FRLP - I+D+i - GRUTN - GMG - TRABAJOS DE INVESTIGACIÓNhttp://hdl.handle.net/20.500.12272/17642020-10-27T15:27:11Z2020-10-27T15:27:11ZClogging transition of many particle systems flowing through bottleneckshttp://hdl.handle.net/20.500.12272/28312019-02-04T19:31:16Z2014-01-01T00:00:00ZClogging transition of many particle systems flowing through bottlenecks
When a large set of discrete bodies passes through a bottleneck, the flow may become intermittent due to the development of clogs that obstruct the constriction. Clogging is observed, for instance, in colloidal suspensions, granular materials and crowd swarming, where consequences may be dramatic. Despite its ubiquity, a general framework embracing research in such a wide variety of scenarios is still lacking. We show that in systems of very different nature and scale -including sheep herds, pedestrian crowds, assemblies of grains, and colloids- the probability distribution of time lapses between the passages of consecutive bodies exhibits a power-law tail with an exponent that depends on the system condition. Consequently, we identify the transition to clogging in terms of the divergence of the average time lapse. Such a unified description allows us to put forward a qualitative clogging state diagram whose most conspicuous feature is the presence of a length scale qualitatively related to the presence of a finite size orifice. This approach helps to understand paradoxical phenomena, such as the faster-is-slower effect predicted for pedestrians evacuating a room and might become a starting point for researchers working in a wide variety of situations where clogging represents a hindrance.
2014-01-01T00:00:00ZStructure of force networks in tapped particulate systems of disks and pentagons II Persistence analysishttp://hdl.handle.net/20.500.12272/28292019-02-04T19:31:02Z2016-01-01T00:00:00ZStructure of force networks in tapped particulate systems of disks and pentagons II Persistence analysis
In the companion paper [Pugnaloni et al., Phys. Rev. E 93, 062902 (2016)], we use classical measures based on force probability density functions (PDFs), as well as Betti numbers (quantifying the number of components, related to force chains, and loops), to describe the force networks in tapped systems of disks and pentagons. In the present work, we focus on the use of persistence analysis, which allows us to describe these networks in much more detail. This approach allows us not only to describe but also to quantify the differences between the force networks in different realizations of a system, in different parts of the considered domain, or in different systems. We show that persistence analysis clearly distinguishes the systems that are very difficult or impossible to differentiate using other means. One important finding is that the differences in force networks between disks and pentagons are most apparent when loops are considered: the quantities describing properties of the loops may differ significantly even if other measures (properties of components, Betti numbers, force PDFs, or the stress tensor) do not distinguish clearly or at all the investigated systems.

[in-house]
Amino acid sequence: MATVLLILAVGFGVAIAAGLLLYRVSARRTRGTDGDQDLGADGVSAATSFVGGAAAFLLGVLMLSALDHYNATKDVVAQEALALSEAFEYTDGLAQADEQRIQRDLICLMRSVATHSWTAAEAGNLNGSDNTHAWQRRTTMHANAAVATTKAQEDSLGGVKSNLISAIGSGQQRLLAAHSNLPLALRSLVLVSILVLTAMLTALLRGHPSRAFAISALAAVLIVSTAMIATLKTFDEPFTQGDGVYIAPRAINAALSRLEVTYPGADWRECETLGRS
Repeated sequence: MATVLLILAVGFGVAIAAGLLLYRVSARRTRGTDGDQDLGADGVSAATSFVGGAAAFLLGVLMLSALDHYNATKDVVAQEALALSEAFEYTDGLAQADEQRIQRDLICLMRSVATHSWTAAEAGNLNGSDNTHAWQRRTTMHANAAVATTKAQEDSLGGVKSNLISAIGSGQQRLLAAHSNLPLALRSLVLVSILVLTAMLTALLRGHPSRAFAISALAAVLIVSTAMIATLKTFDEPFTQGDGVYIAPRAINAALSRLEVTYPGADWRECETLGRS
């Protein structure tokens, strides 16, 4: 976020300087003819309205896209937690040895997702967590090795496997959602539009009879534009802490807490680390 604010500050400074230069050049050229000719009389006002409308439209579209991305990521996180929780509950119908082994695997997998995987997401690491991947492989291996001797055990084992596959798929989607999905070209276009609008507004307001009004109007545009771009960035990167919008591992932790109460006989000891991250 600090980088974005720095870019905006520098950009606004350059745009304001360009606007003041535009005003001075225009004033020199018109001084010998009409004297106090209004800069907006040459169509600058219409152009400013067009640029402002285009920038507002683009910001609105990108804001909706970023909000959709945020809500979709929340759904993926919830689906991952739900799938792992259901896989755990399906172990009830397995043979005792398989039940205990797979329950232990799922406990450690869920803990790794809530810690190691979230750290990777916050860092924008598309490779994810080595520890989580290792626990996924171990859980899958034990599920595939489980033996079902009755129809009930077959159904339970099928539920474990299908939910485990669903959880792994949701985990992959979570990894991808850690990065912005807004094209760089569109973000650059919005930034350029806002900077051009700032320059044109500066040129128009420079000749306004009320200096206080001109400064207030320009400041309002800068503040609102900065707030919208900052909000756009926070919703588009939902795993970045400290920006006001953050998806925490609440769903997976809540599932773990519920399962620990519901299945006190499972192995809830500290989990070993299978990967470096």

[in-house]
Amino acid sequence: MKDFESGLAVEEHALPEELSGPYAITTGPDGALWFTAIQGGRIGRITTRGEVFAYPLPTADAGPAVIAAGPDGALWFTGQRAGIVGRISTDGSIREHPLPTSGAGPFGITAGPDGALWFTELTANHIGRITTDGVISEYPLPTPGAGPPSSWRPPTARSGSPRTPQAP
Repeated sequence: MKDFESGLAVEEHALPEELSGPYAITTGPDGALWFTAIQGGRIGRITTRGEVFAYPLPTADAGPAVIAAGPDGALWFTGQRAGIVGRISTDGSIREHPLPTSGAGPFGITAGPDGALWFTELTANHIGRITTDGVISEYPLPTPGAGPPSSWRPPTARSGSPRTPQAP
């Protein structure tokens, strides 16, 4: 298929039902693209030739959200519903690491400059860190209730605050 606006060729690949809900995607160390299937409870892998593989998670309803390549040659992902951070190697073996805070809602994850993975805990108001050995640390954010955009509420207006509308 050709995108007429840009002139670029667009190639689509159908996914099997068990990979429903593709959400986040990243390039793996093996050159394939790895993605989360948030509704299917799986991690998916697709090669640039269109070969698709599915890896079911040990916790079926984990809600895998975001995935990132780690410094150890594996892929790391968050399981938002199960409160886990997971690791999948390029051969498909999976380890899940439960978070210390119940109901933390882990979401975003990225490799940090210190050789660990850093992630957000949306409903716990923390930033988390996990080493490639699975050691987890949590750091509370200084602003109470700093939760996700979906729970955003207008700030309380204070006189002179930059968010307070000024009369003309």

2016-01-01T00:00:00ZExperimental proof of faster is slower in systems of frictional particles flowing through constrictionshttp://hdl.handle.net/20.500.12272/28282019-02-04T19:30:28Z2015-01-01T00:00:00ZExperimental proof of faster is slower in systems of frictional particles flowing through constrictions
The “faster-is-slower” (FIS) effect was first predicted by computer simulations of the egress of pedestrians through a narrow exit [D. Helbing, I. J. Farkas, and T. Vicsek, Nature (London) 407, 487 (2000)]. FIS refers to the finding that, under certain conditions, an excess of the individuals' vigor in the attempt to exit causes a decrease in the flow rate. In general, this effect is identified by the appearance of a minimum when plotting the total evacuation time of a crowd as a function of the pedestrian desired velocity. Here, we experimentally show that the FIS effect indeed occurs in three different systems of discrete particles flowing through a constriction: (a) humans evacuating a room, (b) a herd of sheep entering a barn, and (c) grains flowing out a 2D hopper over a vibrated incline. This finding suggests that FIS is a universal phenomenon for active matter passing through a narrowing.
2015-01-01T00:00:00ZApparent mass during silo discharge Nonlinear effects related to filling protocolshttp://hdl.handle.net/20.500.12272/28222019-02-04T19:30:11Z2017-01-01T00:00:00ZApparent mass during silo discharge Nonlinear effects related to filling protocols
We study the evolution of the force exerted by a granular column on the bottom surface of a silo during its discharge. Previous to the discharge, we prepare the system using different filling procedures: distributed, i.e. a homogeneous rain of grains across the cross-section of the silo; concentric, a granular jet along the silo axis; and a combination of both, i.e. filling half of the silo using one procedure and the second half using the other. We observe that each filling protocol leads to distinctive evolutions of the apparent mass (i.e., the effective weight sensed at the base) during the discharge. Interestingly, the use of combined filling protocols may lead to a reduced apparent mass, smaller than any other achieved with a simple filling. We propose a model based on the Janssen rationale that quantitatively accounts for the latter puzzling experimental observation.
2017-01-01T00:00:00Z